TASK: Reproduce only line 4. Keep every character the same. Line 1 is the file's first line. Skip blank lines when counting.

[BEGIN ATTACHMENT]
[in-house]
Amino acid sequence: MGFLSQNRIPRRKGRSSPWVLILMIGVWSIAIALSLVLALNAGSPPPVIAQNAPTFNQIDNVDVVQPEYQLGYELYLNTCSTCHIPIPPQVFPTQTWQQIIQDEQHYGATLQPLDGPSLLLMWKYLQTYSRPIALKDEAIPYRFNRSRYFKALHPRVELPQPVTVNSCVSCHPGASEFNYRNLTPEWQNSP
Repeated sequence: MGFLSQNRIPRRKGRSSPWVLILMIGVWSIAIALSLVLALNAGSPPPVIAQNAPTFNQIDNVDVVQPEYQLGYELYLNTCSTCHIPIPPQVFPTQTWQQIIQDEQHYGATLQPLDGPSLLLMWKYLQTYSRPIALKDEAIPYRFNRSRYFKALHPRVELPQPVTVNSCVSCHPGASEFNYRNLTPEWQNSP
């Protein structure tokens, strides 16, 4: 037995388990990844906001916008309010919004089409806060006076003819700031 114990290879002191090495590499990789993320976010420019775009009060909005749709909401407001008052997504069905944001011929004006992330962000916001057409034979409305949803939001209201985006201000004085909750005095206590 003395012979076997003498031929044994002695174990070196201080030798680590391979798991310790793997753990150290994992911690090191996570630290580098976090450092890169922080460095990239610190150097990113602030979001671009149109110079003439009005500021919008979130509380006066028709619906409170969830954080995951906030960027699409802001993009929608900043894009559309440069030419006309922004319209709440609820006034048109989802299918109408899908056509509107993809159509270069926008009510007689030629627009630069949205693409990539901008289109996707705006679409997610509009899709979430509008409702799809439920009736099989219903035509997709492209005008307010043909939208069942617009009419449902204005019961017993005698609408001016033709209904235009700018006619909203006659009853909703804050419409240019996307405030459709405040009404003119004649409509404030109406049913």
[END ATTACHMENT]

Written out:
């Protein structure tokens, strides 16, 4: 037995388990990844906001916008309010919004089409806060006076003819700031 114990290879002191090495590499990789993320976010420019775009009060909005749709909401407001008052997504069905944001011929004006992330962000916001057409034979409305949803939001209201985006201000004085909750005095206590 003395012979076997003498031929044994002695174990070196201080030798680590391979798991310790793997753990150290994992911690090191996570630290580098976090450092890169922080460095990239610190150097990113602030979001671009149109110079003439009005500021919008979130509380006066028709619906409170969830954080995951906030960027699409802001993009929608900043894009559309440069030419006309922004319209709440609820006034048109989802299918109408899908056509509107993809159509270069926008009510007689030629627009630069949205693409990539901008289109996707705006679409997610509009899709979430509008409702799809439920009736099989219903035509997709492209005008307010043909939208069942617009009419449902204005019961017993005698609408001016033709209904235009700018006619909203006659009853909703804050419409240019996307405030459709405040009404003119004649409509404030109406049913």